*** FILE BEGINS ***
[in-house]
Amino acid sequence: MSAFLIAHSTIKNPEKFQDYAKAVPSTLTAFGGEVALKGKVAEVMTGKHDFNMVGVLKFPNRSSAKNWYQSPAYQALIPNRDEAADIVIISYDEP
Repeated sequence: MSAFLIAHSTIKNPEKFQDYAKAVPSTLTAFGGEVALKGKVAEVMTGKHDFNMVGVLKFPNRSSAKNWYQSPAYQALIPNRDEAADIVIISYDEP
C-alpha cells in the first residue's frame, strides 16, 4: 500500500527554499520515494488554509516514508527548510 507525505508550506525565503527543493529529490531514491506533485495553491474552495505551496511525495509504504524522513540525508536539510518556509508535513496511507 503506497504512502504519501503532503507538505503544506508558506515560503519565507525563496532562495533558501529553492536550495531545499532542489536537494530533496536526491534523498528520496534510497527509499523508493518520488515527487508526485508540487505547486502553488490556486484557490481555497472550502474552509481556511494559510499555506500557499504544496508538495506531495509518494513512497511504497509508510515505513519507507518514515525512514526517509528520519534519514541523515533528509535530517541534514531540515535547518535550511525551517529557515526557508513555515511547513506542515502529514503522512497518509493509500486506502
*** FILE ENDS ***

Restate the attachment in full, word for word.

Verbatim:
[in-house]
Amino acid sequence: MSAFLIAHSTIKNPEKFQDYAKAVPSTLTAFGGEVALKGKVAEVMTGKHDFNMVGVLKFPNRSSAKNWYQSPAYQALIPNRDEAADIVIISYDEP
Repeated sequence: MSAFLIAHSTIKNPEKFQDYAKAVPSTLTAFGGEVALKGKVAEVMTGKHDFNMVGVLKFPNRSSAKNWYQSPAYQALIPNRDEAADIVIISYDEP
C-alpha cells in the first residue's frame, strides 16, 4: 500500500527554499520515494488554509516514508527548510 507525505508550506525565503527543493529529490531514491506533485495553491474552495505551496511525495509504504524522513540525508536539510518556509508535513496511507 503506497504512502504519501503532503507538505503544506508558506515560503519565507525563496532562495533558501529553492536550495531545499532542489536537494530533496536526491534523498528520496534510497527509499523508493518520488515527487508526485508540487505547486502553488490556486484557490481555497472550502474552509481556511494559510499555506500557499504544496508538495506531495509518494513512497511504497509508510515505513519507507518514515525512514526517509528520519534519514541523515533528509535530517541534514531540515535547518535550511525551517529557515526557508513555515511547513506542515502529514503522512497518509493509500486506502